Six years ago I would have agreed with Greenlaw et al. that pushing U.S. net federal government debt up to more than 100% of a year's GDP would be very likely to be inconsistent with long-term Treasury yields in the range we have seen since 2000. Today I would change "inconsistent" to "consistent", and say that they are probably wrong.
Why? Because figure 3.14 of "Crunch Time: Fiscal Crises and the Role of Monetary Policy":
would appear to commit the authors to a currentcast that Japan's 10-year JGB interest rate is 25%/year rather than 1%/year. They escape this implication, of course, by allowing their regression to include "a country fixed effect that implies there is something very special about Japan".
When Paul Krugman and Matt O'Brien ask why the assumption is that there is "something special about Japan" rather than "something special about currencies that are not part of the eurozone", "Crunch Time" coauthor Jim Hamilton answers:
Econbrowser: Why I'm more worried than Paul Krugman about the U.S. debt burden: [Our] regressions use a panel of 20 different countries followed for a period of 12 years. Krugman and O'Brien note correctly that 13 of these 20 countries are in the European currency union, and suggest, appealing to De Grauwe's (2011) analysis of particular challenges facing the eurozone, that the experience of those 13 countries has no relevance for countries not in the eurozone….
[O]ur baseline assumption is that… every country could be different and every year could be different…. It is true that we allowed for differences across countries only through differences in the intercept…. [not in] the slope…. However much one might wish to [allow different slopes], this would have been quite a pointless exercise… if you chop the data set down to only a half-dozen countries, you're going to need a longer time series if you hope to estimate the relation with any kind of precision….
Ichiue and Shimuzu (2013)… found that a one-percentage-point increase in… external debt, was associated with a 3-basis-point increase in the 5-year-forward 10-year yield…. Laubach's (2009) analysis of the effects on yields of changes in CBO budget projections over 1976-2006. He found that a 1-percentage-point increase in U.S. debt-to-GDP was associated with a 3-to-4-basis-point increase in the 5-year-forward 10-year rate…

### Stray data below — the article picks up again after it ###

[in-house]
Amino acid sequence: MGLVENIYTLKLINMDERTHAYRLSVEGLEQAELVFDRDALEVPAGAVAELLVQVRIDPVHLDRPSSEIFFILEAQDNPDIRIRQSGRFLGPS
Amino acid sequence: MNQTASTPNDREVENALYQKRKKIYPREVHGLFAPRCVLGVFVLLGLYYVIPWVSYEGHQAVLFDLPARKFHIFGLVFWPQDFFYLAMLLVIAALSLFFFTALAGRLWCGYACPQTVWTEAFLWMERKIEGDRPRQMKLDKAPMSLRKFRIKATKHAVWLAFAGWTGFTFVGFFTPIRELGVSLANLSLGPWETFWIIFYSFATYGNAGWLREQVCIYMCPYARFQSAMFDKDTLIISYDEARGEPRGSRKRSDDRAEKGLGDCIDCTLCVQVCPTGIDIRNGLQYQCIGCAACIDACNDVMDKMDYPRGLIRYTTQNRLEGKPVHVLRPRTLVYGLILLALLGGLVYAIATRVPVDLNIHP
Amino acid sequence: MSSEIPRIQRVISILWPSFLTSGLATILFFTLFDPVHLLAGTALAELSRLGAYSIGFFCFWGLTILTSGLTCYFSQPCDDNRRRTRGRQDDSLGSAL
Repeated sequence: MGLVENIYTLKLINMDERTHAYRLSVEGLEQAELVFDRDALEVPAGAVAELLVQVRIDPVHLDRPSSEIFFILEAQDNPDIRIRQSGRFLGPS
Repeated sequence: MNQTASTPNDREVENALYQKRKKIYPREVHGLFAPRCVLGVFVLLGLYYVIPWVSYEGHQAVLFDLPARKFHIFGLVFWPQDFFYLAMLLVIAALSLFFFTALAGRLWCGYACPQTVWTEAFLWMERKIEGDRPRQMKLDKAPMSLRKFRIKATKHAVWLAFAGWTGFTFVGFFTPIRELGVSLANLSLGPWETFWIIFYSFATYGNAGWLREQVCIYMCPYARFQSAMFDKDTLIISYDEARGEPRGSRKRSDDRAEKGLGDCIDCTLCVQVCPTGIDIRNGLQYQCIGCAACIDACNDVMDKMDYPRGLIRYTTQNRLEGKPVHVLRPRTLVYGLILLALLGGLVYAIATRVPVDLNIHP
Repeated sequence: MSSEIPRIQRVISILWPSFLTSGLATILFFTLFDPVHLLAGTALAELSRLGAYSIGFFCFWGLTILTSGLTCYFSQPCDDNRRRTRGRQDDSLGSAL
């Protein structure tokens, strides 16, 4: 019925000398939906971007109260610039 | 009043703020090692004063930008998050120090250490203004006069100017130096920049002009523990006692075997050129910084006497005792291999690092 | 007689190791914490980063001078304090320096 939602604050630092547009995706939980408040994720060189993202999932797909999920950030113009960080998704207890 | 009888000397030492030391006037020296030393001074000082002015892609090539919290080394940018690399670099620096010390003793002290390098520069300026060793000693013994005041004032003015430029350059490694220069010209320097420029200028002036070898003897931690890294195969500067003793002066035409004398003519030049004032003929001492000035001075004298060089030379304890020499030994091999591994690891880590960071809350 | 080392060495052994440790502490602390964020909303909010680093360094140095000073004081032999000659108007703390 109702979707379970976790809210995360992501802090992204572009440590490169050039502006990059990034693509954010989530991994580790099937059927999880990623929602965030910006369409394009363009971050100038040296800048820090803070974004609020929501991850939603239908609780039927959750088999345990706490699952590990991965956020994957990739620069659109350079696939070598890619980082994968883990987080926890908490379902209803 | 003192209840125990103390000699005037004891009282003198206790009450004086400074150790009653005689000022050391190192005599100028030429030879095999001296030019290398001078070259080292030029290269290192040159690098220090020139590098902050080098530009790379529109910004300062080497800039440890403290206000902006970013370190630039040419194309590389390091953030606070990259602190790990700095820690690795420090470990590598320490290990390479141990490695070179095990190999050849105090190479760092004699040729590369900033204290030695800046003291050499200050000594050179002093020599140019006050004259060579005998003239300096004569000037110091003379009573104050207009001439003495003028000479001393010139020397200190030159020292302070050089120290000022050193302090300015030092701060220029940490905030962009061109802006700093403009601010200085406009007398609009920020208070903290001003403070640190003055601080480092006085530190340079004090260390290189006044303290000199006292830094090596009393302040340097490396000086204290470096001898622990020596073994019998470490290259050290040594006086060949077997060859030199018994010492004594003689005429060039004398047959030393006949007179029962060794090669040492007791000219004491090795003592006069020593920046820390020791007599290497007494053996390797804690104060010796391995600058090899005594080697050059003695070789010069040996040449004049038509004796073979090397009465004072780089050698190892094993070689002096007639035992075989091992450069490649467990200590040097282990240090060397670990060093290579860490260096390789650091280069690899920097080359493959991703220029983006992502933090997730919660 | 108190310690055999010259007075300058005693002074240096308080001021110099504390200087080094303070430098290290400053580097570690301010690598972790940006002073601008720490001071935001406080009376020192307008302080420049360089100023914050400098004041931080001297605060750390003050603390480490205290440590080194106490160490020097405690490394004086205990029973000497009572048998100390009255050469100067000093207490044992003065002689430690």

Hamilton says that his data set does not allow him to run what Krugman and O'Brien think is the sensible regression, but other people's data sets do. And, boom!, we are down from a 25%/year forecast Treasury rate come 2035 to an 11%/year forecast Treasury rate i their baseline.
But rather than concede what I took to be Krugman and O'Brien's point--that much of the rest of the literature sees the U.S. debt tipping point as considerably farther away than it is in "Crunch Time", Hamilton appears to double down:
There are many, many other studies confirming the basic relation that Krugman and O'Brien want to insist couldn't possibly apply to a country like the United States…. Are Krugman and O'Brien claiming that… U.S. debt could become an arbitrarily large multiple of GDP with no consequences for yields? If they acknowledge that there is a level of debt at which these effects would start to matter for the United States, what is their estimate of that level, and how did they arrive at it?… If Krugman, O'Brien, or anybody else thinks they have some other answer, let them articulate it clearly and cleanly.
Whether a country is able to borrow in its own currency is completely irrelevant…. [P]rinting money does not generate any magical resources with which to resolve a real fiscal shortfall…. Krugman and O'Brien seem to assert with great confidence that these tipping-point dynamics could never matter for a country like the United States. I find no basis in either economic theory or historical experience to warrant such a conclusion. Their argument ultimately seems to boil down to, "it can't happen, because it hasn't happened yet." Or rather, because it hasn't happened here yet…
Thus I award this one on points to Krugman and O'Brien. My view is that whenever you have to characterize your adversaries' position as "never" rather than "unlikely to happen soon", you have constructively conceded that the other guy is right…